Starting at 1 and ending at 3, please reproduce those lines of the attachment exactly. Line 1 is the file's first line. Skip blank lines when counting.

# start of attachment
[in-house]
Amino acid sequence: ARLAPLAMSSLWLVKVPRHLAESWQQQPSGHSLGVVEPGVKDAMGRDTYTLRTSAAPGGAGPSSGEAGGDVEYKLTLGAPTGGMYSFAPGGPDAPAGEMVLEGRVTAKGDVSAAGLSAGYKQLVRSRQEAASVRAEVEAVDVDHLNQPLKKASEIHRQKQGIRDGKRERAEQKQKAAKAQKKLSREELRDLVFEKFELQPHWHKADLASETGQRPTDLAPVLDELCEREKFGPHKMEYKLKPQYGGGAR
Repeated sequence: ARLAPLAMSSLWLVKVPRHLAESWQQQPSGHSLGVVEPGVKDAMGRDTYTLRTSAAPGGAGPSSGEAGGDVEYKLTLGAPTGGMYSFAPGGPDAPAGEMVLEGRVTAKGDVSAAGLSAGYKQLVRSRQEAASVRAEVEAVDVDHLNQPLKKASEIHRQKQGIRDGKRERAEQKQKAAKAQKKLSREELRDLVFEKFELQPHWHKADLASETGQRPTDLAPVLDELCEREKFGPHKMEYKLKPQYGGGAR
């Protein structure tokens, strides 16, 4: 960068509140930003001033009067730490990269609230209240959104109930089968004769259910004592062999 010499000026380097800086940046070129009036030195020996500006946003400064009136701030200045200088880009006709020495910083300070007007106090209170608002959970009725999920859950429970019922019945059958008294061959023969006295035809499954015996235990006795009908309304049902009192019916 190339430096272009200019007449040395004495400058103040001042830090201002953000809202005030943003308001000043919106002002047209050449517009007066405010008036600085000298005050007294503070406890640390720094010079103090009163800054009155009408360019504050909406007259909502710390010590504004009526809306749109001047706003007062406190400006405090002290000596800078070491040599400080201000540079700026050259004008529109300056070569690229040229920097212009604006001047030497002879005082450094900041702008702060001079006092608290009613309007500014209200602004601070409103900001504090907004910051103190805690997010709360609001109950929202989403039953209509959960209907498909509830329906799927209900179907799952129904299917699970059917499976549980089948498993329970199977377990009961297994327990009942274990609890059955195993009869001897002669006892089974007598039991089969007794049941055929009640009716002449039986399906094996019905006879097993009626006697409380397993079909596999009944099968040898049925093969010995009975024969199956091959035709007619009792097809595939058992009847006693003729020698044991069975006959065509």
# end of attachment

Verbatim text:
[in-house]
Amino acid sequence: ARLAPLAMSSLWLVKVPRHLAESWQQQPSGHSLGVVEPGVKDAMGRDTYTLRTSAAPGGAGPSSGEAGGDVEYKLTLGAPTGGMYSFAPGGPDAPAGEMVLEGRVTAKGDVSAAGLSAGYKQLVRSRQEAASVRAEVEAVDVDHLNQPLKKASEIHRQKQGIRDGKRERAEQKQKAAKAQKKLSREELRDLVFEKFELQPHWHKADLASETGQRPTDLAPVLDELCEREKFGPHKMEYKLKPQYGGGAR
Repeated sequence: ARLAPLAMSSLWLVKVPRHLAESWQQQPSGHSLGVVEPGVKDAMGRDTYTLRTSAAPGGAGPSSGEAGGDVEYKLTLGAPTGGMYSFAPGGPDAPAGEMVLEGRVTAKGDVSAAGLSAGYKQLVRSRQEAASVRAEVEAVDVDHLNQPLKKASEIHRQKQGIRDGKRERAEQKQKAAKAQKKLSREELRDLVFEKFELQPHWHKADLASETGQRPTDLAPVLDELCEREKFGPHKMEYKLKPQYGGGAR